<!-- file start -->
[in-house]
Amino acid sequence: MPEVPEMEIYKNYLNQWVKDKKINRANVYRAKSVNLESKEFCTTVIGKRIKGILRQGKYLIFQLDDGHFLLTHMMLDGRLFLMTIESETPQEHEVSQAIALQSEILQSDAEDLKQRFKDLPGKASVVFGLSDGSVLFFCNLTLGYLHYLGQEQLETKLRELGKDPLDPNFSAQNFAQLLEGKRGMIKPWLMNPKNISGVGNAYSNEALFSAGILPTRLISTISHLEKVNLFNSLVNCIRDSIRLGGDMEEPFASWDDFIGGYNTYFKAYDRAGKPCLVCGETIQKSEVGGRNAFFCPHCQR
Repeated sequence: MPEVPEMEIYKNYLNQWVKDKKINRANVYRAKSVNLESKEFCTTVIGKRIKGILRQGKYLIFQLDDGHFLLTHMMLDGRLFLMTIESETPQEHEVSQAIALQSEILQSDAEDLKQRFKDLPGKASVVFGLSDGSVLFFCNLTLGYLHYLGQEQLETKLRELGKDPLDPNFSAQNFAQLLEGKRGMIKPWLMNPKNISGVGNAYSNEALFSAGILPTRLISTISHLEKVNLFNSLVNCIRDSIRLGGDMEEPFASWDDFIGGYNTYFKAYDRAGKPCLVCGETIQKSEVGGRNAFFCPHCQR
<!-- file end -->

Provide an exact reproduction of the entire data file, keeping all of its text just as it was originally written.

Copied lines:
[in-house]
Amino acid sequence: MPEVPEMEIYKNYLNQWVKDKKINRANVYRAKSVNLESKEFCTTVIGKRIKGILRQGKYLIFQLDDGHFLLTHMMLDGRLFLMTIESETPQEHEVSQAIALQSEILQSDAEDLKQRFKDLPGKASVVFGLSDGSVLFFCNLTLGYLHYLGQEQLETKLRELGKDPLDPNFSAQNFAQLLEGKRGMIKPWLMNPKNISGVGNAYSNEALFSAGILPTRLISTISHLEKVNLFNSLVNCIRDSIRLGGDMEEPFASWDDFIGGYNTYFKAYDRAGKPCLVCGETIQKSEVGGRNAFFCPHCQR
Repeated sequence: MPEVPEMEIYKNYLNQWVKDKKINRANVYRAKSVNLESKEFCTTVIGKRIKGILRQGKYLIFQLDDGHFLLTHMMLDGRLFLMTIESETPQEHEVSQAIALQSEILQSDAEDLKQRFKDLPGKASVVFGLSDGSVLFFCNLTLGYLHYLGQEQLETKLRELGKDPLDPNFSAQNFAQLLEGKRGMIKPWLMNPKNISGVGNAYSNEALFSAGILPTRLISTISHLEKVNLFNSLVNCIRDSIRLGGDMEEPFASWDDFIGGYNTYFKAYDRAGKPCLVCGETIQKSEVGGRNAFFCPHCQR